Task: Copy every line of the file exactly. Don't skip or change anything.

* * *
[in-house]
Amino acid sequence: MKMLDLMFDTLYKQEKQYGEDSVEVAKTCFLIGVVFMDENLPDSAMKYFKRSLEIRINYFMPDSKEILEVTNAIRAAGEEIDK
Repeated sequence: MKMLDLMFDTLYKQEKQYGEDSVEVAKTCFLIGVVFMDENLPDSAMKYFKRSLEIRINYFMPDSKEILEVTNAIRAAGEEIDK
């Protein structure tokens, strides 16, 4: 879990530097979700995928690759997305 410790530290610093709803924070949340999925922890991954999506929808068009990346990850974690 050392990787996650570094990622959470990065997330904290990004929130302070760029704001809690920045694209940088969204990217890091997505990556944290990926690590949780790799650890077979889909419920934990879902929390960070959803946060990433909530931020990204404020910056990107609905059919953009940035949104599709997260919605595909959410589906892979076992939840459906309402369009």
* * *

[in-house]
Amino acid sequence: MKMLDLMFDTLYKQEKQYGEDSVEVAKTCFLIGVVFMDENLPDSAMKYFKRSLEIRINYFMPDSKEILEVTNAIRAAGEEIDK
Repeated sequence: MKMLDLMFDTLYKQEKQYGEDSVEVAKTCFLIGVVFMDENLPDSAMKYFKRSLEIRINYFMPDSKEILEVTNAIRAAGEEIDK
């Protein structure tokens, strides 16, 4: 879990530097979700995928690759997305 410790530290610093709803924070949340999925922890991954999506929808068009990346990850974690 050392990787996650570094990622959470990065997330904290990004929130302070760029704001809690920045694209940088969204990217890091997505990556944290990926690590949780790799650890077979889909419920934990879902929390960070959803946060990433909530931020990204404020910056990107609905059919953009940035949104599709997260919605595909959410589906892979076992939840459906309402369009």